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Characteristics of Shared-Placement Child Support Formulas Used in the Fifty States - page 22 / 54

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reduction calculation with a 1.5 multiplier; and the final column for the result as actually applied, before

and after the threshold, in Florida, in a case where both parents earn $30,000.

In Florida cases above the 40 percent threshold, the child support dollar amount resulting from

the mathematical reduction calculation, multiplied times 1.5, is quite a bit higher than in the same case in

Wyoming, and is comparable to that found in a 40 percent time-share case from California (see Appendix

B1). A significant cliff effect would still occur, however, when using the Florida guideline: a reduction in

child support of $278 ($397 – $119) per month would occur between 39 percent and 40 percent time-

share.

Two states use other adjustments to the below-threshold offset formulas. Virginia uses a “1.4”

multiplier, rather than “1.5”. And in Michigan the various elements of the formula are squared, which has

roughly the same effect as using a “1.5” multiplier. As in other below-threshold formulas, the Michigan

formula does not include the threshold in its computation, and a cliff effect occurs at the point of the 35

percent threshold.

The rationale given by a number of states for the use of adjustments to the below-threshold offset

formula is the increased total costs for child-rearing in shared custody families. Examples of the rationale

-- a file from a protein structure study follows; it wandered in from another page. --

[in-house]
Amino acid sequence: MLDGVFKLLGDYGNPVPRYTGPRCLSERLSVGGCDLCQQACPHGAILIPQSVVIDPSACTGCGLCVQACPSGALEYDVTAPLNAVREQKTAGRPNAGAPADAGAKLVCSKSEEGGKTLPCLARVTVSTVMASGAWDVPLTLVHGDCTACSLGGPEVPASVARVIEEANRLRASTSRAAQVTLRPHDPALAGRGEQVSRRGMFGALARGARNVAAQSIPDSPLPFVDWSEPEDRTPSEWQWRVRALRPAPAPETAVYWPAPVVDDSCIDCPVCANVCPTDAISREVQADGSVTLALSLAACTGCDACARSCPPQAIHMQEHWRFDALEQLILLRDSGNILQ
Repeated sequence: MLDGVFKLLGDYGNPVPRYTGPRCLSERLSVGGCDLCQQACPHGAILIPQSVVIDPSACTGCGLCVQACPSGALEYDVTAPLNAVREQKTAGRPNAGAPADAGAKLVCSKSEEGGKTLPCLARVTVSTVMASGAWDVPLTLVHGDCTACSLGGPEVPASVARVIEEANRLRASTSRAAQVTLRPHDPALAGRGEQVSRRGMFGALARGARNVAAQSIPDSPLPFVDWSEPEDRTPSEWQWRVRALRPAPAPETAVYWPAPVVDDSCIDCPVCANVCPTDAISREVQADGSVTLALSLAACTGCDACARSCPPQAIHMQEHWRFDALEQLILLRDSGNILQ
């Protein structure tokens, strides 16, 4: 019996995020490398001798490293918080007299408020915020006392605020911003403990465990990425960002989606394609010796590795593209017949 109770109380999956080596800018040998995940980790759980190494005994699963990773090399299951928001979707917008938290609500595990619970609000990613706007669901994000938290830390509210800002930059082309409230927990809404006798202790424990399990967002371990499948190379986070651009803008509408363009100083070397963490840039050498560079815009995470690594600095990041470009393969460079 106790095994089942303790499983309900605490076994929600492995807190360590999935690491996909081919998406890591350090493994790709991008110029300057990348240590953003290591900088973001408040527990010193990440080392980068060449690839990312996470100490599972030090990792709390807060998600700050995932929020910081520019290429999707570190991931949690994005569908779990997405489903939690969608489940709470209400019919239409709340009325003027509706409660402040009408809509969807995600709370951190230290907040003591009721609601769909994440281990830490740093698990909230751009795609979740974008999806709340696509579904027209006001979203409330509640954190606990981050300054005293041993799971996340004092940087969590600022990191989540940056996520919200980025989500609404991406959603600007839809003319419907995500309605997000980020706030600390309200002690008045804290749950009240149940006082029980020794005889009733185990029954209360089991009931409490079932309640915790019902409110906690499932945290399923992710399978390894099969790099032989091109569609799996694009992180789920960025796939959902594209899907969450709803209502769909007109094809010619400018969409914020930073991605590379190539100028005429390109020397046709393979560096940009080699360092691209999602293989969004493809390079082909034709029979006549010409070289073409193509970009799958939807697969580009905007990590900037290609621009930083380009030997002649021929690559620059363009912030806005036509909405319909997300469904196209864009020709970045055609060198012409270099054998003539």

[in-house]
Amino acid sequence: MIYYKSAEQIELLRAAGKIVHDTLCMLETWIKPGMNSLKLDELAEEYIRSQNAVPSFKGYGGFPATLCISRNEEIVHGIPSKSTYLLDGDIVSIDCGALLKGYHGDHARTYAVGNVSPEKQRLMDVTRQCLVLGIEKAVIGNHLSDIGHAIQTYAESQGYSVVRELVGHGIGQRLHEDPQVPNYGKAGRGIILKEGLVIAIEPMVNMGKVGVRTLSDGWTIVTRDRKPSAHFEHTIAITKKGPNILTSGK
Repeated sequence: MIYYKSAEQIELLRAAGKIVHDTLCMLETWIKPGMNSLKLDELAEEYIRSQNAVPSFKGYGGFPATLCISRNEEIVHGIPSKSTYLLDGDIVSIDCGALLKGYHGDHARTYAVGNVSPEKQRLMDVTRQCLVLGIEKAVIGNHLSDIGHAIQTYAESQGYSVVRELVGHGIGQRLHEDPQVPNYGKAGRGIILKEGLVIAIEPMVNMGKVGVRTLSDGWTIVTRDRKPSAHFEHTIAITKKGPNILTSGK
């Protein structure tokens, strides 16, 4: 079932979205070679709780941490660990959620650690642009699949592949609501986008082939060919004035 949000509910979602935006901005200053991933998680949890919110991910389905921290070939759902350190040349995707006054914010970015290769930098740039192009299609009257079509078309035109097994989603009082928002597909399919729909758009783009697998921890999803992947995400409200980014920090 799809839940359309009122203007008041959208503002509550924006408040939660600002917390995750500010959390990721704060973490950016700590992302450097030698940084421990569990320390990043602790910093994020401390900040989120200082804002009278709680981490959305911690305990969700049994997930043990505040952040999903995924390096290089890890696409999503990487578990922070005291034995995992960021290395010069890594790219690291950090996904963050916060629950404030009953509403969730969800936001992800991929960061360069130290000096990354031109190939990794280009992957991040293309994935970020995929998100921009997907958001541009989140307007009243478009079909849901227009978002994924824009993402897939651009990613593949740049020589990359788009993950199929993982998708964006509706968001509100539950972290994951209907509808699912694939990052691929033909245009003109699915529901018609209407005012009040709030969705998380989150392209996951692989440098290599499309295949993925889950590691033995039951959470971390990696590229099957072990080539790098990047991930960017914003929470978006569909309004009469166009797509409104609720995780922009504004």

given by various states are as follows:

Alaska: “. . . the total funds necessary to support children will be substantially greater when custody is shared. For example, each parent will have to provide housing for the children. Thus, the amount calculated . . . is increased by 50% to reflect these increased shared custody costs.” Civil Rule 90.3 Commentary, http://www.state.ak.us/courts/civ2.htm#90.3

Colorado: “Because shared physical care presumes that certain basic expenses for the children will be duplicated, an adjustment for shared physical care is made by multiplying the basic child support obligation by one and fifty one-hundredths (1.50).” Colorado Statutes 13.10.115, http://www.courts.state.co.us/chs/court/forms/domestic/childsupportguidelines.htm.

Wisconsin: “The 150% accounts for household maintenance expenditures duplicated by both parents, such as bedroom, clothes, and personal items.” Wisconsin Department of Workforce Development 40.04, http://www.legis.state.wi.us/rsb/code/dwd/dwd040.pdf

These rationales for adjustments to the below-threshold offset formulas are somewhat confusing.

Most of the increased costs for shared placement families, such as duplicated housing costs, clothes and

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